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Author Topic: Water pressure gauge recommendation?  (Read 1092 times)
Midwilshire
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« on: May 13, 2013, 06:53:59 PM »

Hi all,

Were starting the house plumbing and would like to put in a few water pressure gauges.  The ones at Home Depot look a little flimsy, and the local tractor supply only had 200 psi, while we're looking for something in the 60 to 100 psi range.  Anyone have a preferred source for these?
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Michael & Gigi
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Iceni John
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« Reply #1 on: May 13, 2013, 08:51:52 PM »

I bought two 100PSI gauges from Grainger for my fresh water system.   One reads the incoming city water pressure.   The other reads either the regulated city water pressure, or the output pressure of one or both of the pumps if using water from either or both tanks.   (I set the Watts pressure regulator and the pumps all at 45 PSI, so it won't matter whether I'm on city water or using tank water.)   These gauges have 1/8" NPT inlets on their backs, making them easy to connect to my regulator and manifold.   They're just basic import quality, but for non-critical applications like this they're fine.   I prefer to use gauges that read about twice the typical working pressure, as cheapo gauges are most accurate in the middle of their travel.   So far, so good.

John
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« Reply #2 on: May 14, 2013, 04:04:37 AM »

You'll want a 200 PSI gauge on the city water, because what you need to fear is indeed over-pressure.  I've heard of 125 psi sometimes, so I use a pressure limiting valve and hope it works.  I tend to buy gauges at industrial supply shops, they often have trays of them on special.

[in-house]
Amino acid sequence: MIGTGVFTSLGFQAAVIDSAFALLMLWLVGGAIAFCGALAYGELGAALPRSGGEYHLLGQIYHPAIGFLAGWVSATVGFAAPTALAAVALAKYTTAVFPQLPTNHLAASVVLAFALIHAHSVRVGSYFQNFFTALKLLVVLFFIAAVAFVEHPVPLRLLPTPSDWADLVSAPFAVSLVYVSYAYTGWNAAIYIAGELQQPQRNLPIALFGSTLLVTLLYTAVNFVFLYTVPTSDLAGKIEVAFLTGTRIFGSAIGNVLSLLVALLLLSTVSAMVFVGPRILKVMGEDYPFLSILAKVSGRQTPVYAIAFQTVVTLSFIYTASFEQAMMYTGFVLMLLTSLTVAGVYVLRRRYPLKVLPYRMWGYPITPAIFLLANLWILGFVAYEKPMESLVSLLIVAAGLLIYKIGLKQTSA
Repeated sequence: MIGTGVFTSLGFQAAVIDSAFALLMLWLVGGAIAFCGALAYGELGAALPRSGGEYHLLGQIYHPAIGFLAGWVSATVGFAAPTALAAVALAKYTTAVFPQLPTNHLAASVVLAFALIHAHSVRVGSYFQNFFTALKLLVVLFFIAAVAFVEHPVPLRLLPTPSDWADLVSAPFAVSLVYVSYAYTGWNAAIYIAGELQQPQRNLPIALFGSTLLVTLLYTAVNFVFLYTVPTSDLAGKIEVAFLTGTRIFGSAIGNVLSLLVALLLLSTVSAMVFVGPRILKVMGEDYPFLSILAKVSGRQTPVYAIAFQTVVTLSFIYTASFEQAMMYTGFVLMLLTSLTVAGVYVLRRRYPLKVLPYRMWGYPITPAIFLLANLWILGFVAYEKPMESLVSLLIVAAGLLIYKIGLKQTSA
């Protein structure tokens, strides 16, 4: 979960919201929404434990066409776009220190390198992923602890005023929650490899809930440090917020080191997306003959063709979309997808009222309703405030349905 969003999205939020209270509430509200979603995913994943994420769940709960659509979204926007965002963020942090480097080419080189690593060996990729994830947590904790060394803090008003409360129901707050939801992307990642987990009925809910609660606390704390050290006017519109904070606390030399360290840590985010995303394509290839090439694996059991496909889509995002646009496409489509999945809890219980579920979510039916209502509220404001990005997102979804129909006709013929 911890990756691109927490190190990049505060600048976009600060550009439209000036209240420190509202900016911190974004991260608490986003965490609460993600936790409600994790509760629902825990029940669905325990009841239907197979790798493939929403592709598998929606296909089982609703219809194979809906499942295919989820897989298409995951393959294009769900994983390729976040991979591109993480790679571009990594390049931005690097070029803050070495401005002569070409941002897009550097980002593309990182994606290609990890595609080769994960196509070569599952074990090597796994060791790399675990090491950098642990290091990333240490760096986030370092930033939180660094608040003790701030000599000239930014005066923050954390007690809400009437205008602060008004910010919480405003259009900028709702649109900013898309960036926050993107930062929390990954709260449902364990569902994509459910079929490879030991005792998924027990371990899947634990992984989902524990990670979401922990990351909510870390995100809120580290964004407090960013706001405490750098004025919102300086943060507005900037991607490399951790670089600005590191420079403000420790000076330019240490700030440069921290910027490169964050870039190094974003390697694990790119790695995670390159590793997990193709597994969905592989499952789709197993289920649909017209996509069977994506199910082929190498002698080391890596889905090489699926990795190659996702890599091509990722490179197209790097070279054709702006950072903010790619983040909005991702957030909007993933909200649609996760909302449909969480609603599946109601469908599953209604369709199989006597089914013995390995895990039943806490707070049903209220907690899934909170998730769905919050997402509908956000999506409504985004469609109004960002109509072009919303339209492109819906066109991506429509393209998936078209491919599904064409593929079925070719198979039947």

Brian
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luvrbus
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« Reply #3 on: May 14, 2013, 05:16:26 AM »

I saw a new bus that had a Watts pressure reducer built in it had 0-160 gauge on the inlet side and 0-125 for the outlet side oil filled gauges too so check a plumbing or irrigation supply house 

I know replacing the cheap gauges ACE sells for water tanks is a once a year thing for me
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Sam 4106
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« Reply #4 on: May 14, 2013, 05:48:58 AM »

Why not just use an adjustable pressure regulator, with gauge, set at your desired pressure, at the campground faucet? Then you know at a glance what pressure is going to the bus system. Our regulator is set at 45PSI which is the same as our FlowJet VSD water pump puts out. That is adequate pressure for our needs and won't damage the house system.

Good luck, Sam
« Last Edit: May 14, 2013, 06:08:22 AM by Sam 4106 » Logged

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Ed Hackenbruch
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« Reply #5 on: May 14, 2013, 07:05:54 AM »